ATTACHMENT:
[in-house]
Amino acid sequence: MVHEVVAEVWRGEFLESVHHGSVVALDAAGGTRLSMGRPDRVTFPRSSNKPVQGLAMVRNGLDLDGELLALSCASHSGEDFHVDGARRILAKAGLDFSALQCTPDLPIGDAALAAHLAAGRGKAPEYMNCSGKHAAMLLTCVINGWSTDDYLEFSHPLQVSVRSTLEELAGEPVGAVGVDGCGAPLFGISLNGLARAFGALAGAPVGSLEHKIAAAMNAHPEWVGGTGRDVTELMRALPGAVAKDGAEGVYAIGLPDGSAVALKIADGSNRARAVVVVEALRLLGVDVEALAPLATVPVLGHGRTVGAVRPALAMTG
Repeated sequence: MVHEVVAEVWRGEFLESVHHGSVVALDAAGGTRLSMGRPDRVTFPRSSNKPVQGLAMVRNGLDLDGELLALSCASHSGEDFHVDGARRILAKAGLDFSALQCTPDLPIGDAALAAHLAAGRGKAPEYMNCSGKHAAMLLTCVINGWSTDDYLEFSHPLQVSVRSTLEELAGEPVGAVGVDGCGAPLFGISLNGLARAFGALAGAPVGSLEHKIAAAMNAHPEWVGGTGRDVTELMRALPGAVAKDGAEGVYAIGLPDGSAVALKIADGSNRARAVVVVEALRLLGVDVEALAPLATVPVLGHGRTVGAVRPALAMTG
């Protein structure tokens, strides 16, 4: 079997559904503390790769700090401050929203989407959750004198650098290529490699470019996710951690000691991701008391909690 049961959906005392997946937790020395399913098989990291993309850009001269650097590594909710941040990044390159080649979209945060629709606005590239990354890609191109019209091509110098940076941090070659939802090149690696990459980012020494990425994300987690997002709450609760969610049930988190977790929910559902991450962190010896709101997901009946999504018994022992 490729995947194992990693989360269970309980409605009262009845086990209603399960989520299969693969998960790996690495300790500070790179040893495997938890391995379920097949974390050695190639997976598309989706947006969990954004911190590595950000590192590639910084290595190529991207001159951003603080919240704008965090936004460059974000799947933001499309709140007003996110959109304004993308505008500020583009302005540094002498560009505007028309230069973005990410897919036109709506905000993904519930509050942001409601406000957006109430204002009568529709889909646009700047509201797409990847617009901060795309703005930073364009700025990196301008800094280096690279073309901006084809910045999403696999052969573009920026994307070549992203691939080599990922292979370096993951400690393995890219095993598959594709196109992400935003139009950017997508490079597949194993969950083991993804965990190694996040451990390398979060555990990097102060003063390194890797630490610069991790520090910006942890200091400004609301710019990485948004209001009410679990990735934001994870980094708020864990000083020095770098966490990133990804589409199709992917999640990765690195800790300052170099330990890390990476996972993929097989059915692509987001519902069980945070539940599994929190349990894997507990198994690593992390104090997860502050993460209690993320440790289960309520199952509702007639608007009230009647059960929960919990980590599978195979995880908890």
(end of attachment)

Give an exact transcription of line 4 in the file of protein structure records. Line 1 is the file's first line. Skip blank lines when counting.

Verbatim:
């Protein structure tokens, strides 16, 4: 079997559904503390790769700090401050929203989407959750004198650098290529490699470019996710951690000691991701008391909690 049961959906005392997946937790020395399913098989990291993309850009001269650097590594909710941040990044390159080649979209945060629709606005590239990354890609191109019209091509110098940076941090070659939802090149690696990459980012020494990425994300987690997002709450609760969610049930988190977790929910559902991450962190010896709101997901009946999504018994022992 490729995947194992990693989360269970309980409605009262009845086990209603399960989520299969693969998960790996690495300790500070790179040893495997938890391995379920097949974390050695190639997976598309989706947006969990954004911190590595950000590192590639910084290595190529991207001159951003603080919240704008965090936004460059974000799947933001499309709140007003996110959109304004993308505008500020583009302005540094002498560009505007028309230069973005990410897919036109709506905000993904519930509050942001409601406000957006109430204002009568529709889909646009700047509201797409990847617009901060795309703005930073364009700025990196301008800094280096690279073309901006084809910045999403696999052969573009920026994307070549992203691939080599990922292979370096993951400690393995890219095993598959594709196109992400935003139009950017997508490079597949194993969950083991993804965990190694996040451990390398979060555990990097102060003063390194890797630490610069991790520090910006942890200091400004609301710019990485948004209001009410679990990735934001994870980094708020864990000083020095770098966490990133990804589409199709992917999640990765690195800790300052170099330990890390990476996972993929097989059915692509987001519902069980945070539940599994929190349990894997507990198994690593992390104090997860502050993460209690993320440790289960309520199952509702007639608007009230009647059960929960919990980590599978195979995880908890």